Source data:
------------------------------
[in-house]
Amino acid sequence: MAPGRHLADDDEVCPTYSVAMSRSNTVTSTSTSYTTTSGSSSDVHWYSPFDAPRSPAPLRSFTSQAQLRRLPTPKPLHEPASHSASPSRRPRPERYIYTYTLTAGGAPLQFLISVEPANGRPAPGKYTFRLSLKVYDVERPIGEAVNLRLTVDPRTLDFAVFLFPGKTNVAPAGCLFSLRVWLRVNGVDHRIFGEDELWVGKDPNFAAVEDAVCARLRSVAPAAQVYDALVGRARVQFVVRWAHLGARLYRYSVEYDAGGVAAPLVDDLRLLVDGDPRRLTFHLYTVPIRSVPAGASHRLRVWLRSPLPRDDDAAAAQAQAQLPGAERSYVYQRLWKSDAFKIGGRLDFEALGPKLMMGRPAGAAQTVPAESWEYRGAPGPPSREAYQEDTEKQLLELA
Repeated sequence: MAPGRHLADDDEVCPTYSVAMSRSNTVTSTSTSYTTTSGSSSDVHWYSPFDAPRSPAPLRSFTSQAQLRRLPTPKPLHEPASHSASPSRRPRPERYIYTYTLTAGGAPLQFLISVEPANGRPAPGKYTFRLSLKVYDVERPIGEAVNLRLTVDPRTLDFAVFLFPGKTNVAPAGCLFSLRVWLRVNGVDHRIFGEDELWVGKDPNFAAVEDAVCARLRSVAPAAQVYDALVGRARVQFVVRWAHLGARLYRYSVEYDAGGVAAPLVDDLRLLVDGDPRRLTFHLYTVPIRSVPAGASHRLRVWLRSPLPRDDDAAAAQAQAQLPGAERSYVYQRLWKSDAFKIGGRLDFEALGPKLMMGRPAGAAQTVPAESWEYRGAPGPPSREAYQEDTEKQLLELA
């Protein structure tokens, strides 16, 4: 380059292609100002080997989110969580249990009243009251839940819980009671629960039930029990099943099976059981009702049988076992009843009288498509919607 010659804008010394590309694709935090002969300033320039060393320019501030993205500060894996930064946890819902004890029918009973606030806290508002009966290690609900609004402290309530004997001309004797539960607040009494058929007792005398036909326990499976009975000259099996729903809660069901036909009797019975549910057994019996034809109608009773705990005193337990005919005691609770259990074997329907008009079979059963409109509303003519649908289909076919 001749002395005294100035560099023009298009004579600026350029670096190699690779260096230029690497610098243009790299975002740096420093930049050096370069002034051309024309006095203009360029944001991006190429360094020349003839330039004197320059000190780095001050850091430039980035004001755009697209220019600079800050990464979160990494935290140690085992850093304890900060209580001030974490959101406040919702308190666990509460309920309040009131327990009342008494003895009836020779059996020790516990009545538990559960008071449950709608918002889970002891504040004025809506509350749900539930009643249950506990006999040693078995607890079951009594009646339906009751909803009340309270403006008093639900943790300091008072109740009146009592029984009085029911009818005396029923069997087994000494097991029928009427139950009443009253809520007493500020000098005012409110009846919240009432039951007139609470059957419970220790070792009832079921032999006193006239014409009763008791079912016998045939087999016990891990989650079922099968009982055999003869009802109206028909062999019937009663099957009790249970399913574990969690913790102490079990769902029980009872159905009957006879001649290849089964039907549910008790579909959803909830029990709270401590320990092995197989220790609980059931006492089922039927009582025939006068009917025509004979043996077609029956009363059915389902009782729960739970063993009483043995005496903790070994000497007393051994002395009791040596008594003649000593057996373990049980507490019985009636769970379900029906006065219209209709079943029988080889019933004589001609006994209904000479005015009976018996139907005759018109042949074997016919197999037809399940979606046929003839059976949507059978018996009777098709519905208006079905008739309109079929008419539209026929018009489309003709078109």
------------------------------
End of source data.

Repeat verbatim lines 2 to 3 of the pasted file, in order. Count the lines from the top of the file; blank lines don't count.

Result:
Amino acid sequence: MAPGRHLADDDEVCPTYSVAMSRSNTVTSTSTSYTTTSGSSSDVHWYSPFDAPRSPAPLRSFTSQAQLRRLPTPKPLHEPASHSASPSRRPRPERYIYTYTLTAGGAPLQFLISVEPANGRPAPGKYTFRLSLKVYDVERPIGEAVNLRLTVDPRTLDFAVFLFPGKTNVAPAGCLFSLRVWLRVNGVDHRIFGEDELWVGKDPNFAAVEDAVCARLRSVAPAAQVYDALVGRARVQFVVRWAHLGARLYRYSVEYDAGGVAAPLVDDLRLLVDGDPRRLTFHLYTVPIRSVPAGASHRLRVWLRSPLPRDDDAAAAQAQAQLPGAERSYVYQRLWKSDAFKIGGRLDFEALGPKLMMGRPAGAAQTVPAESWEYRGAPGPPSREAYQEDTEKQLLELA
Repeated sequence: MAPGRHLADDDEVCPTYSVAMSRSNTVTSTSTSYTTTSGSSSDVHWYSPFDAPRSPAPLRSFTSQAQLRRLPTPKPLHEPASHSASPSRRPRPERYIYTYTLTAGGAPLQFLISVEPANGRPAPGKYTFRLSLKVYDVERPIGEAVNLRLTVDPRTLDFAVFLFPGKTNVAPAGCLFSLRVWLRVNGVDHRIFGEDELWVGKDPNFAAVEDAVCARLRSVAPAAQVYDALVGRARVQFVVRWAHLGARLYRYSVEYDAGGVAAPLVDDLRLLVDGDPRRLTFHLYTVPIRSVPAGASHRLRVWLRSPLPRDDDAAAAQAQAQLPGAERSYVYQRLWKSDAFKIGGRLDFEALGPKLMMGRPAGAAQTVPAESWEYRGAPGPPSREAYQEDTEKQLLELA